The United States District Court for the District of New Mexico has handed down a ruling denying a motion to dismiss a New Mexico personal injury complaint alleging claims under the Federal Tort Claims Act. The court rejected the defendant’s contention that a waiver signed by the plaintiff should result in the dismissal of her claims.
The plaintiff in this case was a civilian who was injured at a U.S. Air Force Base. According to the court’s ruling, she had gone there with a group of her coworkers to participate in team building exercises. One of these exercises involved rappelling down a tower. The plaintiff and her coworkers were each handed a waiver of liability form, with the Sergeant handing them out explaining that the waivers were documents “relieving the Air Force from responsibility for injuries and that the participants had to understand they were taking a risk by rappelling.”
The plaintiff did not recall a discussion of specific risks, including, for example, falling or the safety line not working. She signed the waiver, took some training after explaining she had no experience, and ascended to the top of the rappelling tower. She fell and was thereafter moved and assessed. One of her coworkers then took her to the hospital in an ambulance.
After the accident, the plaintiff sued the United States of America, operator of the Air Force Base, under the Federal Tort Claims Act. She alleged negligence based on the cause of her fall and the manner in which she was treated following the fall, which included allegations she was moved and emergency personnel were not contacted after she fell. The United States, as part of its defense against the lawsuit, moved to dismiss, contending that the waiver that the plaintiff signed before rappelling barred her claims and precluded the court’s subject matter jurisdiction. The plaintiff responded that the waiver was unenforceable as a matter of New Mexico law.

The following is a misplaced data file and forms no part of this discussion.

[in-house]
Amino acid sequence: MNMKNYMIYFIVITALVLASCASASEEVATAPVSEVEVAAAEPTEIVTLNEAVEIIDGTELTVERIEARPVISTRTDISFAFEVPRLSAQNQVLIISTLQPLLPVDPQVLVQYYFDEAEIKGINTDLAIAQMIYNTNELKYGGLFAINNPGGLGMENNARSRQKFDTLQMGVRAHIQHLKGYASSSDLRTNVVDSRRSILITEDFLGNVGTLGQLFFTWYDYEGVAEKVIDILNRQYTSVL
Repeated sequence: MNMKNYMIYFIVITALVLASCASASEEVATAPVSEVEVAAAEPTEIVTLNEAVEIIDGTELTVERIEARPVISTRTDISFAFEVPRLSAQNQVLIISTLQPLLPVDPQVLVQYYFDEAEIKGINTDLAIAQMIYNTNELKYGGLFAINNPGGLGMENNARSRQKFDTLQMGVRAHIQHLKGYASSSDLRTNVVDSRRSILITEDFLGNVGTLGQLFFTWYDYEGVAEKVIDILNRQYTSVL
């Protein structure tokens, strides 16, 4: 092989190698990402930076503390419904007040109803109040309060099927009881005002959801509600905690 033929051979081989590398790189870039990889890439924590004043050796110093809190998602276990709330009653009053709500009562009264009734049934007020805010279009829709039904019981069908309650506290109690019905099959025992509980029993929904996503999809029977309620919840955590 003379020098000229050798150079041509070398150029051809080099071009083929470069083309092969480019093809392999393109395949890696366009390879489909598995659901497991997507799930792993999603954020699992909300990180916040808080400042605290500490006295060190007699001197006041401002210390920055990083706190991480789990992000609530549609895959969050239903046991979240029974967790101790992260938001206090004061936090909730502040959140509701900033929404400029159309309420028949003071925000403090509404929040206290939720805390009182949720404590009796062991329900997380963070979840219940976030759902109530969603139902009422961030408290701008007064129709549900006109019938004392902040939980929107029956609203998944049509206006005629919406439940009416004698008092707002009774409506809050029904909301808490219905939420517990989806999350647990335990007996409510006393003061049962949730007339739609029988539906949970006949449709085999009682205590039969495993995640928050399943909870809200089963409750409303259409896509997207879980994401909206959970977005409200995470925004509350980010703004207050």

In its analysis, the court reproduced the language of the waiver at issue in its entirety, except for the signature lines. After discussing precedents, the court concluded that “owing to the breadth of the waiver combined with the non-obviousness of the risks, the waiver did not clearly and unambiguously inform Plaintiff of the risks being assumed” and that the waiver was, therefore, “invalid and unenforceable as a bar to Plaintiff’s negligence claims.” The court then rejected the argument that it should hold the waiver to be unenforceable on public policy grounds. Finally, the court rejected the argument that the waiver precluded the court’s subject matter jurisdiction.
The court denied the motion to dismiss, allowing the personal injury case to continue to proceed.
If you or a loved one was injured in an accident, there may be grounds for an award of damages. In some cases, punitive damages are available in addition to compensatory damages. An award of monetary damages can assist people who are injured and their families with the medical costs, lost wages, and pain and suffering caused by the accident. To understand more about your case, call New Mexico personal injury lawyer Matthew Vance at the Law Office of Matthew Vance, P.C. We provide a free consultation and can be reached at 505-445-1604 or online.
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